Larry Maguire Stresses the Need for an Assiniboine River Basin Commission

Brandon, MB - Larry Maguire, Member of Parliament for Brandon-Souris called upon the Governments of Manitoba, Saskatchewan and North Dakota to get behind the idea of an Assiniboine River Basin Commission in a speech given to the Keystone Agricultural Producers in Brandon.

Maguire said, "The time is now to come together with various stakeholders and for Government officials to have a seat at the table. It is true that borders divide Manitoba from Saskatchewan and Canadian provinces from American states, but the flow of water and the need to respond to the potential damage should unite all of us in a common purpose and mission."

For many years, while Maguire served in the Manitoba legislature, he was the critic for Conservation and Water Stewardship. During this time, he travelled extensively Manitoba to meet with stakeholders and to listen to their concerns. It was in this role that he heard a loud and clear message: a long term strategy is needed to mitigate against the constant flooding problems that our region is facing year after year.

Maguire also wrote to Premier Selinger, Premier Wall and Governor Dalrymple to urge them to work alongside the Prairie Improvement Network, to create an Assiniboine Basin River Commission that would include the Qu'Appelle and Souris Rivers and related catchment areas. This initiative is being led by Dr. Allan Preston, former Assistant Deputy Minister of Agriculture for Manitoba.

This group has already held a workshop this spring that brought various stakeholders to the table. They will also be holding an upcoming planning committee meeting in Minot and have scheduled a subsequent conference to be held in Regina.

Maguire asked that they look at the good work being done by the Red River Basin Commission as an example of how these types of entities can be developed. The Red River Basin Commission held extensive consultations that brought communities together and are now taking a holistic approach to dealing with their watershed.

"I call on our leaders to make this initiative a priority of their Governments and I cannot stress enough the need for all parties to be at the table. In my capacity as a Member of Parliament I will do all that I can to assist in getting this Commission started as the safety of our communities are too important for us not to take action now," concluded Maguire.

 

It's Time for an Assiniboine River Basin Commission


Speech by Larry Maguire, Member of Parliament for Brandon-Souris
July 10, 2014 at the Keystone Agricultural Producers meeting in Brandon, Manitoba

Thank you for having me here today and for the invitation to speak about some important issues facing agricultural producers in Manitoba.

Before I get too far into my remarks I want to extend my support for those in the room who are facing flooding issues on your property or in your community.

As a farmer for many years I understand your frustration probably better than most elected officials.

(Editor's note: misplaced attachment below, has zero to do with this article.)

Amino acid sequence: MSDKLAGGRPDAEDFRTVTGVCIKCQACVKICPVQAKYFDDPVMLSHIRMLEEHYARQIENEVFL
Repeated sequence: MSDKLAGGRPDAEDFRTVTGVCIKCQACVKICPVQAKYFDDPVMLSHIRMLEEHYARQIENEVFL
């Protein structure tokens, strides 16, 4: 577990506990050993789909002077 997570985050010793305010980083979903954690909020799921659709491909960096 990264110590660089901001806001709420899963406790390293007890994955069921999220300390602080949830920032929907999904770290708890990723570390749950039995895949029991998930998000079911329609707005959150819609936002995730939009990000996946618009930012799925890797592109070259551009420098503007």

As many of you know, I am relatively new to the job of being a Member of Parliament but I have years, even decades, of experience dealing firsthand with the issues KAP members face on a daily basis.

Since my election as Member of Parliament for Brandon-Souris in November, I have been working on a number of issues that directly affect agricultural producers.

As you will recall, the railway system wasn't running anywhere near full capacity this winter.

Now, we've all heard of "back to work legislation", but this winter our Government introduced "get to work legislation" and mandated that both CP and CN get moving.

I was involved in getting Bill C-18, the Agricultural Growth Act through the House of Commons. Bill C-18 will reduce red tape, create new trade opportunities and attract investment for the industry.

I have also been working quite closely with my colleagues on both the European and South Korean Free Trade Agreements. These agreements will give Canadian producers hundreds of millions of new customers to sell agricultural products to.

As proud as I am about all these initiatives, and I would be happy to take some time to speak individually with you about those that interest you, right now, I would like to take the next few minutes to speak about the flood crisis that has put many of our communities into a state of emergency and has put thousands upon thousands of acres out of production this year.

For many years I served in the Manitoba legislature as the Critic for Conservation and Water Stewardship. During this time, I travelled extensively across the Province to meet with stakeholders and to listen to their concerns.

It was in this role that I heard a loud and clear message: a long-term strategy is needed to mitigate against the constant flooding problems that Manitobans facing year after year.

The destruction caused by this year's flooding has caused millions of dollars in damage and many residents have been displaced. Perhaps even some of you in this room today.

We might not yet know the final bill for damage, but we know it won't be good.

I am not here to direct blame at one level of government or another. Pointing fingers doesn't solve problems. I am here today to talk about finding solutions to our problems.